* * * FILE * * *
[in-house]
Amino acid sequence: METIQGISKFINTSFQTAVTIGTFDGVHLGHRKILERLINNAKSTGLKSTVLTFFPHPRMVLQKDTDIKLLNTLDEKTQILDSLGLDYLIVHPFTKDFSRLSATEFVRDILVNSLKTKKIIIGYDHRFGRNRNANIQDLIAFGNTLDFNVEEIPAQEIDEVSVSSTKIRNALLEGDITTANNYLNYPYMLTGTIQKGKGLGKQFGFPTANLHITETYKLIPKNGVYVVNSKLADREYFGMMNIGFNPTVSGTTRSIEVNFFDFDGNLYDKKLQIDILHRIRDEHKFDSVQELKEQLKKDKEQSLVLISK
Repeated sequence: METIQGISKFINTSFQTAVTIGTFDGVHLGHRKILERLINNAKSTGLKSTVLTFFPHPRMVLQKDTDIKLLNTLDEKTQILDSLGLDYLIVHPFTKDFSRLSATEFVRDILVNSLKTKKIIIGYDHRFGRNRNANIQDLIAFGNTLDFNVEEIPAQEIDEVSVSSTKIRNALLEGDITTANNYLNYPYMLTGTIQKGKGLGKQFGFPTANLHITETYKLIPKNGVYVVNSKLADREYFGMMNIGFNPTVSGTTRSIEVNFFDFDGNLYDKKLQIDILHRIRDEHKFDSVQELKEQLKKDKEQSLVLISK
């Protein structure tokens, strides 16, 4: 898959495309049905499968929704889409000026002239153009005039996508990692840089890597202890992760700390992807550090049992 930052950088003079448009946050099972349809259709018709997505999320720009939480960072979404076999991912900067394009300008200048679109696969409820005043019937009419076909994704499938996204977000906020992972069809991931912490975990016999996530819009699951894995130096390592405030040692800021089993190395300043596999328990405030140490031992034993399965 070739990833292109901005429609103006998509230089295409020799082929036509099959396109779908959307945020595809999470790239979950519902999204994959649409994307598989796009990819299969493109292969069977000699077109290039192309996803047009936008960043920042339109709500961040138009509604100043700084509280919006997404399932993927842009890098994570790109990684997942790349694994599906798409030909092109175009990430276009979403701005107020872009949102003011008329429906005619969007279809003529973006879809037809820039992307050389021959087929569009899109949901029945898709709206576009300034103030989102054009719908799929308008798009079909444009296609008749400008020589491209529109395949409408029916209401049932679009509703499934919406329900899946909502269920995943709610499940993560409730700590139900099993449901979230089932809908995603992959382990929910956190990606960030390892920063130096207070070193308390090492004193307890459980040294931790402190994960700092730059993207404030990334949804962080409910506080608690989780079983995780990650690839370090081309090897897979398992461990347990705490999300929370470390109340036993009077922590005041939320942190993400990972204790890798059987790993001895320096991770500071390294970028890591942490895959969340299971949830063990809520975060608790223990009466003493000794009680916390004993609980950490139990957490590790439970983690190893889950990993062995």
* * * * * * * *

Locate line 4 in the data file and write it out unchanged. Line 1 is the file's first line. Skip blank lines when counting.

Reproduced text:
């Protein structure tokens, strides 16, 4: 898959495309049905499968929704889409000026002239153009005039996508990692840089890597202890992760700390992807550090049992 930052950088003079448009946050099972349809259709018709997505999320720009939480960072979404076999991912900067394009300008200048679109696969409820005043019937009419076909994704499938996204977000906020992972069809991931912490975990016999996530819009699951894995130096390592405030040692800021089993190395300043596999328990405030140490031992034993399965 070739990833292109901005429609103006998509230089295409020799082929036509099959396109779908959307945020595809999470790239979950519902999204994959649409994307598989796009990819299969493109292969069977000699077109290039192309996803047009936008960043920042339109709500961040138009509604100043700084509280919006997404399932993927842009890098994570790109990684997942790349694994599906798409030909092109175009990430276009979403701005107020872009949102003011008329429906005619969007279809003529973006879809037809820039992307050389021959087929569009899109949901029945898709709206576009300034103030989102054009719908799929308008798009079909444009296609008749400008020589491209529109395949409408029916209401049932679009509703499934919406329900899946909502269920995943709610499940993560409730700590139900099993449901979230089932809908995603992959382990929910956190990606960030390892920063130096207070070193308390090492004193307890459980040294931790402190994960700092730059993207404030990334949804962080409910506080608690989780079983995780990650690839370090081309090897897979398992461990347990705490999300929370470390109340036993009077922590005041939320942190993400990972204790890798059987790993001895320096991770500071390294970028890591942490895959969340299971949830063990809520975060608790223990009466003493000794009680916390004993609980950490139990957490590790439970983690190893889950990993062995």